You may snigger when you hear that a few months after the euphemistically named AdultFriendFinder was hacked, now Ashley Madison has had its turn. The site, which enthusiastically advertises its ability to connect people to have affairs, had its accounts compromised, according to security reporter Brian Krebs and confirmed by the company.
This site breach is the latest in a seemingly endless series of attacks against sites that have millions or tens of millions of user accounts, and in which that account information gets distributed widely. Crackers and white-hat hackers immediately start looking at the data, both to attack accounts and to warn users.
The conclusion that I draw from these breaches, and especially the recent LastPass account information compromise, is that we may be focusing too much on a strong password and not enough on unique passwords.
Strength through numbers
A strong password is one that can’t be guessed from details about you: it’s not a person’s name in your family, the name of a pet, a past or current address in some form, or the like. It should also be highly resistant to brute force. You’ve probably seen in analyses of cracked sites that many people’s passwords are “123456” or “password.”
I spoke to a password and security researcher several months ago who noted that most of the sites that have detailed password requirements don’t really improve the strength of a password, even when the red bar that shows a bad password switches to green–including Apple’s own password-strength indicator. That’s because those features only analyze whether or not you’ve got enough differentiation (or “entropy”) in character choice–mixed case, numbers, and punctuation for instance. This increases the number of brute-force combinations that have to be tried, and thus are scored highly on the red-to-green quality bar.
But “Password1!” is very easy for a cracker to crack because they now walk down selective paths that are based on information derived from previous large-scale cracks. Their tools know that people will add the least amount of complexity and the simplest choice needed. Thus, they type “Password” (upper and lower case) plus the first number on the keyboard, plus the key-cap of that number. Green? Yes, if you look at the quality bar. But it’s very red in actual fact.
As I’ve written about before, a set of a few words uncommonly found together and sufficiently long, like “Christmas penguin haircut” is many, many, many orders of magnitude harder to crack than “B@z00ka!!” or even “JWT74PV5JVaj”. That’s because even if the crackers know three words are involved, the number of iterations to find them is still enormously high if the combination isn’t found in typical online texts–like webpages or books–in that language. (Don’t pick “Call me Ishmael.”)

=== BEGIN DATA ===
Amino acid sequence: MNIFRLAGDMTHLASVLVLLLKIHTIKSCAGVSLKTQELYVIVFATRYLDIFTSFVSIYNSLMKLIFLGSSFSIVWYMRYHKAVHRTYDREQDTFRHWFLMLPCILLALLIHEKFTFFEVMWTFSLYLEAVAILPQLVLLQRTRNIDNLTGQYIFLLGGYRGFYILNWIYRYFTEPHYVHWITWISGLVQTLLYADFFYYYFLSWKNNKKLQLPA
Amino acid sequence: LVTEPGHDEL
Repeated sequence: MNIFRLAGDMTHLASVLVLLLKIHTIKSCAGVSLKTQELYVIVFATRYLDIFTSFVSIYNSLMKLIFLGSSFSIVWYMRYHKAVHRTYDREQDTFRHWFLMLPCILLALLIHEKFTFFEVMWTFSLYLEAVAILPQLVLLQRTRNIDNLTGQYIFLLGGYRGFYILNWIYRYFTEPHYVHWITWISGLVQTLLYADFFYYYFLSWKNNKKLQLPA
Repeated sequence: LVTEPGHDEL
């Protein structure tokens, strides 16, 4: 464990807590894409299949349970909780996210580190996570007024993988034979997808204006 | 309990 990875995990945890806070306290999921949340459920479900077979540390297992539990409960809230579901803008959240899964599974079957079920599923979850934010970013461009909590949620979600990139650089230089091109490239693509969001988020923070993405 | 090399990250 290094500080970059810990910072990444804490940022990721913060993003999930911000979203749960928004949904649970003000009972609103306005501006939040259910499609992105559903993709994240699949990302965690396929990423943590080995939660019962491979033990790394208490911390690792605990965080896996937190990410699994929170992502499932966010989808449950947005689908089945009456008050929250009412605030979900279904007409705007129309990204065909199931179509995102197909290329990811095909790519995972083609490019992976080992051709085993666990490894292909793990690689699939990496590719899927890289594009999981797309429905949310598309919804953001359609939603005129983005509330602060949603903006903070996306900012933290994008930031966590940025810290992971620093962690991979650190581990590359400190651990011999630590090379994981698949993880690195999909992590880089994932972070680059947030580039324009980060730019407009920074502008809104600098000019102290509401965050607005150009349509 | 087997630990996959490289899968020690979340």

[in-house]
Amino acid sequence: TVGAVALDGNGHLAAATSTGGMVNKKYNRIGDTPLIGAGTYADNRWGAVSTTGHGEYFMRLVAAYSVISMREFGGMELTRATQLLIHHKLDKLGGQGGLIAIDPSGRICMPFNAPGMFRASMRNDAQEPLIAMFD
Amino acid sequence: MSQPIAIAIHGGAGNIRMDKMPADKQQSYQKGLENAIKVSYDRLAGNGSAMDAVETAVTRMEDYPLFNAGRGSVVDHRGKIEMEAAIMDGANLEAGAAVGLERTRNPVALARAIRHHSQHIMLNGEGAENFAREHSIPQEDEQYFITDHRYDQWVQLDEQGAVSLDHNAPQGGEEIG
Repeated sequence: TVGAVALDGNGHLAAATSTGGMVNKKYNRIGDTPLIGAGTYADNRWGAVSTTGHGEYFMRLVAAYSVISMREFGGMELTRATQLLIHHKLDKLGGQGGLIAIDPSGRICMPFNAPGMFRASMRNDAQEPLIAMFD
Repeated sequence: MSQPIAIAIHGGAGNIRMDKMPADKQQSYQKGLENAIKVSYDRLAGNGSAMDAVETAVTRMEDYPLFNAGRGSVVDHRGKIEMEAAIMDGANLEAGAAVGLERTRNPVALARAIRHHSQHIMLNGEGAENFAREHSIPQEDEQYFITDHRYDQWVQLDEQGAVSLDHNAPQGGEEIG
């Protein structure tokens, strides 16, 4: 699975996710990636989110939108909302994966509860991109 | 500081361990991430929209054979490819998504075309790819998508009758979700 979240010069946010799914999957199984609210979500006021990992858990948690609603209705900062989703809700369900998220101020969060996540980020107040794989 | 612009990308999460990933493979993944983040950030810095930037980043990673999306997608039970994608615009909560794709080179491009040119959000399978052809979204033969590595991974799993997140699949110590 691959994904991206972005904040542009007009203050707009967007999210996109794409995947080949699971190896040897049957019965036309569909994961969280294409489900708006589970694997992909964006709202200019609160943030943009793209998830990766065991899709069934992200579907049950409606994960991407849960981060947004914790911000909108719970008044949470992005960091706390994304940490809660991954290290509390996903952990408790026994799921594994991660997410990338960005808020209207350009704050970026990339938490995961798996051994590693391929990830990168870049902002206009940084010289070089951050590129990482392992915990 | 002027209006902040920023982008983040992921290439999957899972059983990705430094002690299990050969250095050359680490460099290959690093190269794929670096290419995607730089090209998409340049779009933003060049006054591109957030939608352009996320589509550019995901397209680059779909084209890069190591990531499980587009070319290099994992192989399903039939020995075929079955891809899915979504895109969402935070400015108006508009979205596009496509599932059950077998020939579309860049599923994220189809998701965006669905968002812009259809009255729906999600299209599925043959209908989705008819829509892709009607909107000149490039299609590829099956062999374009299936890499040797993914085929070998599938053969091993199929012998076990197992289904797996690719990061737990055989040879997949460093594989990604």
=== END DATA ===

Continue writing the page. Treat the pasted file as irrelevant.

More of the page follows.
A strong password resists cracking at sites that have taken at least basic measures to obscure them. But unique passwords let you ensure that one breach doesn’t expose you everywhere.
Like a snowflake
A weak password protected strongly is as powerful as a strong password. A strong password that’s revealed by an engineering or design fault is as weak as one chosen badly.
When you pick a strong password and use it in multiple places, you’re relying that each site or service with which it’s paired has a well-designed process to prevent interception on its side or in transit. And that it’s chosen the right methods to take your password and store it as an encrypted output, known as a hash.
If you use the same strong password everywhere, any single breach in which it’s revealed that a company didn’t protect password entry or storage well exposes you at every other site. The way around this is to create strong, unique passwords you don’t need to memorize with software like 1Password, LastPass, or several other password-management apps. One exposure therefore exposes, at worst, access to one site.
There are some staggeringly positive examples of sites mitigating password theft. LastPass had an account information breach, but assuming that their description and implementation of how they stored passwords is correct, there is nearly zero chance that passwords from its users will be recovered in bulk. A targeted individual, combined with the password hints that LastPass stored, might be cracked before they can change her or his password, but brute force against all passwords will fail.
I just worked with one outfit for which I do some programming to migrate from an older to newer encrypted-storage methodology, prompted by an update to one module they’re using that allows for better methods. The old storage was fine, and the site has no personal or payment information. But if registered site visitors use the same password elsewhere, then we face the problem described above in the event of a breach. The upgrade makes it impossible for a cracker who uses brute force on one stored password to use the same results to match identical plain-text passwords in other accounts. (The system uses salting, a random value added to a password, on top of hashing. The salt prevents two identical passwords from producing the same stored result.)
I know it sounds awful and dangerous to have unique passwords that you aren’t memorizing. But it’s more dangerous to have one strong one. I use 1Password, and I store my database of password in Dropbox. 1Password always leaves the database encrypted, and decrypts in its client software using the same technique employed by LastPass in its clients and on its server that create so much “work” (computational burden) that someone acquiring my password cache would take years or decades of dedicated work to crack.
The only strong password I need to memorize is the one that secures my 1Password data, and which is never typed in at any online site or used elsewhere. While it sounds counter-intuitive, cracking passwords simply relies on the weakest link in a chain. A strong chain link doesn’t prevent a weak one from snapping.